A book of critiques of colonial notions of the self-sufficient village community
The heart of this collection of essays is a powerful historiographical introduction to the study of the Indian village by the editor. Explaining how the Indian village became a focal point of study for social anthropologists, the introduction brings together critiques of colonial notions of the self-sufficient village community and idealised models of caste and varna.
It gives a brief history of rural India since independence, with a discussion on land reforms, the green revolution, and current trends of growing migration, non-farm employment and a transformation of rural power structures, including the caste system.
The essays brought together in this book were published in the Economic and Political Weekly (EPW) over the last 50 years. They are broadly organised under four main headings — methodology, social and cultural life, social, economic and political processes, and long term perspectives on change.
The first section includes essays on ethnographic methodology by the doyens of sociology in India — M.N. Srinivas and Andre Beteille. They reinforce why fieldwork and participant observation are the fundamental tools of the social anthropologist and how they can be crucial in providing insights for understanding society and for better policy making.
The essay by Jodhka analyses the importance of the village in historical imagination through the writings of Gandhi, Nehru and Ambedkar. He shows how all three believed the village to form the traditional heart of India but had contrasting approaches towards its rehabilitation.
The second section contains six essays on varied topics. K.L. Sharma’s 1970 piece was a challenge to the modernist theories of development prevalent at the time where he argues only upper castes/classes had the resources to “adopt and internalize modernist values”.
Although he accepted the dichotomy of modernity and tradition (which itself has been subsequently challenged), he argued for an exceptional form of manifestation of modernity in Indian society, with traditional practices stubbornly continuing and opportunities for modernisation being denied to those without access to adequate resources.
Another article from the late 1990s by Mukul Sharma, examines the political fallout surrounding the assertion of Dalit families in a village in north Bihar, which resulted from the migration of men and the creation of a Sangathan to bargain for their rights. The excerpt presented from G.K. Karanth’s 1987 article on the impact of sericulture on jajmani institutions in a Karnataka village gives a thorough description of the latter but not enough about sericulture-related change, given its title. The article by Jishnu Das on Garhwal challenges the dominant notion that village communities conserved forests in the past due to village-level common property institutions. Instead, he argues that labour shortages, lack of roads and transport, and specific political control by the king helped conserve the forests. Thus, he questions the logic of recent policies that advocate completely decentralised forest management suggesting that changes in underlying labour and commercialisation dynamics might generate adverse outcomes.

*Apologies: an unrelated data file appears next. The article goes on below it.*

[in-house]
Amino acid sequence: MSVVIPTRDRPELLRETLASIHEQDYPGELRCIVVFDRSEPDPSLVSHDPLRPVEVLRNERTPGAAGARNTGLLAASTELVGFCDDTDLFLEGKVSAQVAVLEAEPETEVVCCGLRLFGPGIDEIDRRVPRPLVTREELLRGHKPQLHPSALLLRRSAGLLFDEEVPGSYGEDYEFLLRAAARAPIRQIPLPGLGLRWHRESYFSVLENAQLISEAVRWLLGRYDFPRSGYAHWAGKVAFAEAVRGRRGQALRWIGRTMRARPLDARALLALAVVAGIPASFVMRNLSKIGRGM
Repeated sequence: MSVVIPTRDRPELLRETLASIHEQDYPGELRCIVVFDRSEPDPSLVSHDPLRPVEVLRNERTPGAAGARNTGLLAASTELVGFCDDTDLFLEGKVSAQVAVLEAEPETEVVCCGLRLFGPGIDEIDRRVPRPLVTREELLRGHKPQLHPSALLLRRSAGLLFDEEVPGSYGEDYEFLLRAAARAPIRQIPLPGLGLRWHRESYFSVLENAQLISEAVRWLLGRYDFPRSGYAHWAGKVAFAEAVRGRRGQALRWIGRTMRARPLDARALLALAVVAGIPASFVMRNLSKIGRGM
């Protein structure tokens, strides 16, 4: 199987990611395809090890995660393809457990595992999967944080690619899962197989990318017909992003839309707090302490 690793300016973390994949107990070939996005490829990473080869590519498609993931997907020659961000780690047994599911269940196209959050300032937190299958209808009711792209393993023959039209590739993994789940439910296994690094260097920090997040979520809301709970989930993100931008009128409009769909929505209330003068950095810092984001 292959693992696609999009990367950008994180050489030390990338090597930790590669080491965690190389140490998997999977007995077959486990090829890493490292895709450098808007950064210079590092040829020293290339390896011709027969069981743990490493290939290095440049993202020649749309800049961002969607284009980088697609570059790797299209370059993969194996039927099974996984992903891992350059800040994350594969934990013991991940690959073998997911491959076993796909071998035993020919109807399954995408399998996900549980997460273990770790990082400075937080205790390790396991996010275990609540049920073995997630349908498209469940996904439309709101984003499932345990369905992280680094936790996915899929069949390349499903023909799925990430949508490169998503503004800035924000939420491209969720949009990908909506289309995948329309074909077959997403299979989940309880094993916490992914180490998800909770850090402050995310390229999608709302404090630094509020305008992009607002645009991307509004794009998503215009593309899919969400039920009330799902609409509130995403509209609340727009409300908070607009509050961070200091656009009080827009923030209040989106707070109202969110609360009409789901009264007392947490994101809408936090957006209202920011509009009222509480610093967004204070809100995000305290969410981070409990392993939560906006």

The third section has two important articles on gender, both written in the late 1980s — the unrecognised contribution of women to the household by providing fuel and fertiliser through the collection and management of cow dung in Uttar Pradesh and the somewhat surprising empowerment of women in Kerala as a consequence of male migration to the Middle East.
Decline of agriculture
The final section begins with Dipankar Gupta’s recent controversial essay questioning the original sociological conception of the Indian village. He highlights the decline of agriculture as the mainstay of the village economy and the transformation of caste away from being a system of ordering status in the village. The growth of non-farm rural employment and rise of caste and identity politics are also testaments of this change. The re-study of a Tamil Nadu village over the 20 century by J. Harriss, J. Jeyaranjan and K. Nagaraj shows a similar trajectory of a shift away from agriculture and tentative empowerment of Dalits but not to the extent perceived by Gupta.
Given the vast diversity of village life across the subcontinent and the number of thematic ways in which such a collection could be constituted, this book is a commendable effort. However, it is unclear to the reader why these specific essays were chosen. Did the publication of these articles generate important debates in the pages of the EPW? Did they give new theoretical insights challenging the paradigms of the day? We do not get a sense of their place in history or theory. This is in contrast to the excellent introductory essay (a must-read for all students embarking on a study of village India), which traces the historiography of village studies in India highlighting important ideas, which were predominant in different eras in studying the ‘rural’.
A minor complaint is that the sequencing of chapters in the book is, surprisingly, not the same as their sequenced description in the short introduction to each section, thus, violating the sense of chronology put together by Jodhka.
All in all, this book can be a useful source of articles for those teaching social anthropology as well as development studies.
VILLAGE SOCIETY: Edited by Surinder S. Jodhka; Orient Blackswan Pvt. Ltd., 1/24, Asaf Ali Road, New Delhi-110002. Rs. 325.